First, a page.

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Discussion Starter · #1 · (Edited)
First, the background to this long story.

Emily came to us a few months ago when someone found her running loose and took her home to keep her safe and try to find her owner. People in the area told him that she'd been loose in the area for several days at least. This dog was too exuberant for his little dog, so my husband and I took her in.

She's a Rottweiler mix and probably part pit bull. There might be other breeds in the mix too.

We took all the usual steps to try to find her family but never found them. We're pretty sure she was dumped. She was about 8 months old then.

She loved sleeping in a crate. She went into her crate on her own at night, and she took naps in it during the day. We locked her in the crate at night but not during her naps.

She was well socialized and affectionate, but she was also afraid of being hit. I learned to ask people meeting her not to hold out their arms but to just let her come to them.

She bonded strongly with me in particular, and it took her a few weeks to feel comfortable being in the yard or the house alone. We crated her when no one could be there because she got into everything as a puppy (she took things off the kichen counter, chewed on the edge of the rug, and things like that), but we didn't have to crate her often or for long. When she was crated, she rested comfortably. Except for her first night with us, she was fine in the crate. If we forgot to crate her when neither of us was on the main floor (we had gates up to keep her on that floor), we would find things on the floor that didn't belong there, but there was never any damage except to my husband's old slippers.

She wanted to be where I was, but if she couldn't, she settled down. If she was in the yard when I went out, she would watch me longingly as I drove off, but she would be fine. (I wouldn't leave her in the yard unless my husband was home.) When I got home, she would practically do backflips in excitement even if I'd been gone for only a short time. But a lot of dogs are like that.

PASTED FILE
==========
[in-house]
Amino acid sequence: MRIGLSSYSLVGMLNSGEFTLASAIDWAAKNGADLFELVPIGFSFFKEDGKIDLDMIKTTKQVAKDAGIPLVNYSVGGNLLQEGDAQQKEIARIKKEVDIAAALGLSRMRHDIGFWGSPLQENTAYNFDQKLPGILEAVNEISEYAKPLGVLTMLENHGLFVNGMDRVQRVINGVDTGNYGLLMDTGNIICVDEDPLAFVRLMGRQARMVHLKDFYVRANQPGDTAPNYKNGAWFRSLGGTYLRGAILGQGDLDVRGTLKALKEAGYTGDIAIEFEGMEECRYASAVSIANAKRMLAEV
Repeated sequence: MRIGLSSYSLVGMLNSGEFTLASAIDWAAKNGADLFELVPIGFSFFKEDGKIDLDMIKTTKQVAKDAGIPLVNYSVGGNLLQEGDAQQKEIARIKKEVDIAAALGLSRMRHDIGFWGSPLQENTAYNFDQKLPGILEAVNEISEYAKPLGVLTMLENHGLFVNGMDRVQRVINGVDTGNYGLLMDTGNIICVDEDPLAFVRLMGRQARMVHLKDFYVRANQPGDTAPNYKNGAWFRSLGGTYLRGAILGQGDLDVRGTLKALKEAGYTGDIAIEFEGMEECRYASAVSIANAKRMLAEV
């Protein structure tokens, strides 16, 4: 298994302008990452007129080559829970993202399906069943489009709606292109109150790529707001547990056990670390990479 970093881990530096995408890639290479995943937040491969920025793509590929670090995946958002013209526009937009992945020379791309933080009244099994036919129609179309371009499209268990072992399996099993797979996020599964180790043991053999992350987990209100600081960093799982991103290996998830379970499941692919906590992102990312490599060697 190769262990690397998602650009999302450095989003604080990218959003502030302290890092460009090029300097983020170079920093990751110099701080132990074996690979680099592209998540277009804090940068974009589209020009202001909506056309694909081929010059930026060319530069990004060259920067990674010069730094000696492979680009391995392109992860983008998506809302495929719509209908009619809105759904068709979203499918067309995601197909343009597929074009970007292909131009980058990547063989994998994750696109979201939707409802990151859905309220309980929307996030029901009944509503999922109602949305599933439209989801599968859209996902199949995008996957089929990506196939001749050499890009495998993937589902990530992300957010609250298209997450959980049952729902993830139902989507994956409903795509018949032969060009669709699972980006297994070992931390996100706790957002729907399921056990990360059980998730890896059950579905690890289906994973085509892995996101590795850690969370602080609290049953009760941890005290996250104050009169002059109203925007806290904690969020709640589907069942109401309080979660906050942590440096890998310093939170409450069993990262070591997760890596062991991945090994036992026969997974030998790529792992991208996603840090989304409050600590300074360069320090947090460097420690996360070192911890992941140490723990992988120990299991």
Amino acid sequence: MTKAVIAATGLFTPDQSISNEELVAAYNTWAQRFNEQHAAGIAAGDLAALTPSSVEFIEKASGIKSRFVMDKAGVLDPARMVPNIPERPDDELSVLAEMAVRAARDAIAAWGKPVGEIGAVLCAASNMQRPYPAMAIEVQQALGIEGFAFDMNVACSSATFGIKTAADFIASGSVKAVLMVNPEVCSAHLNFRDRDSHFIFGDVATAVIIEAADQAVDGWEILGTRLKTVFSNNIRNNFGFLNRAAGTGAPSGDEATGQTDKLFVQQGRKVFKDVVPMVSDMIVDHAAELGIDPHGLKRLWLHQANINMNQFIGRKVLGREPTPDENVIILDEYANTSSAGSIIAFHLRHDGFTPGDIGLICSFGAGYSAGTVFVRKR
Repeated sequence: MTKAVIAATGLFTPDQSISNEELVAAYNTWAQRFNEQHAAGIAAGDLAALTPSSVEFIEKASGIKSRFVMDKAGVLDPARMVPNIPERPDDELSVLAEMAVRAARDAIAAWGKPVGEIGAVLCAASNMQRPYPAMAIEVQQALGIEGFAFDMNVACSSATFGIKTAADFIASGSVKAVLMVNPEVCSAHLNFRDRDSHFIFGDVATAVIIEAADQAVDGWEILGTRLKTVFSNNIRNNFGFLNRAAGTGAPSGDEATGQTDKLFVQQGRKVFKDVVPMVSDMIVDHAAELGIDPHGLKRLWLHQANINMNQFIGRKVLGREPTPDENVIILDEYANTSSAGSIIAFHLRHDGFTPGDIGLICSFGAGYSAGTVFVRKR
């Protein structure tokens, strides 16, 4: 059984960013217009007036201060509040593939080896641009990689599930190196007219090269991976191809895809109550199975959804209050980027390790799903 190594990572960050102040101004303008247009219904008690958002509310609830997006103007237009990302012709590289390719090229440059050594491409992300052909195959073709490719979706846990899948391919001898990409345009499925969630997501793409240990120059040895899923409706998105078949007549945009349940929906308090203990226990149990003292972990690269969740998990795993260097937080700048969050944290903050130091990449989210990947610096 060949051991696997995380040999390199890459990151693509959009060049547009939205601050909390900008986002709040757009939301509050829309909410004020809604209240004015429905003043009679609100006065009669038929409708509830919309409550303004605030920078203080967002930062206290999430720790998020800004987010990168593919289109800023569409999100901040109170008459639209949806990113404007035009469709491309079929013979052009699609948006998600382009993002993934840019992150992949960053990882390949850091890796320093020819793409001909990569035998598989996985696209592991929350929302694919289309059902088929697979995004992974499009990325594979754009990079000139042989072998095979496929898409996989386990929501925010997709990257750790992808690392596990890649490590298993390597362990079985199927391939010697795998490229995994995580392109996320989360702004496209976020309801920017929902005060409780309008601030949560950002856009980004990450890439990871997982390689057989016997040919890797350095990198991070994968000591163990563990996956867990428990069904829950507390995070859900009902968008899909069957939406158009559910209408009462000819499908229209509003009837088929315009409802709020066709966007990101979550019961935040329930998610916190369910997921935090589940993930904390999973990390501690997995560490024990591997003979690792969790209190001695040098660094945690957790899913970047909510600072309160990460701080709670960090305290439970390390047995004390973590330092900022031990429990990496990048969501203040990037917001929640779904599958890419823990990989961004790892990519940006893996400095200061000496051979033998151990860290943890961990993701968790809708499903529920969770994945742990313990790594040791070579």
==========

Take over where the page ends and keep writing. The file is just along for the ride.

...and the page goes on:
After our 13-year-old dog crossed the rainbow bridge last year, my husband and I decided not to adopt again at this time but to help dogs temporarily when we could, such as by taking in found dogs. When we're ready to adopt, we want to adopt an older dog, one that's hard to get adopted. We don't have a lot of time or money these days, and there are a lot of people who want to adopt younger dogs and give them great homes. So, we worked with a local rescue group to get Emily adopted.

We found the perfect family. They're a young couple with plenty of experience with dogs and they have their own house and a fenced yard. One of them works from home. They're active, and they wanted a dog that could go everywhere with them. When Emily met them, she was excited right away. We all thought it was the ideal match.

Her new family took her for walks and runs every day and let her spend a lot of time in their fenced yard. They kept her routines as close to possible as what she had with us to help with the transition. However, while Emily loved being in her crate at our home, she destroyed 2 crates (the same size of crate that she had with us) and the floor under them at her new home. When she was left alone once, for 2 hours, she destroyed a wood door. They cannot leave her alone at all, and she's been with them for a few weeks now. She has cost them hundreds of dollars in damage to their home and to crates.

According to something they read, a growing problem these days is dogs that become too attached to their people because they get used to having them home all the time because of the pandemic. When these dogs are foster dogs, they're so attached to their foster families tha they can't bond with new families.

That may be the problem or part of it. I've worked from home for years, and my husband is mostly retired, so the pandemic didn't change our daily lives that much. We've had foster dogs before, and they adjusted to their new homes. But Emily was abused and probably dumped in her past, so her bond with me is more than just love. I was the only person who could wave my arms around and not have her move her head away in fear. Maybe she saw me as the person who saved her.

Her adopters are bringing her back tomorrow. We all feel terrible about this, but it's the only option at this point.

How can we help Emily? We want to get her adopted, but obviously we can't try again until we help her get through her emotional challenges that we now know about. If the problem is her bond with me, then we need to make that bond a healthier bond, one that she can transfer to someone else.

She's already very sociable and socialized, and we often stopped to meet people on our walks. She knew our neighbors too, one of whom sometimes took her for walks. She's always happy to meet new people. I'm thinking that I should try to find people who will take her for a few hours here and there so that she gets used to being with other poople more and less with me. We can't ask anyone else to take her overnight at this point knowing how destructive she might be, but we need to work up to that somehow.

Does anyone have similar experiences or insight into this problem? What can we do to help Emily?
 

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Discussion Starter · #3 ·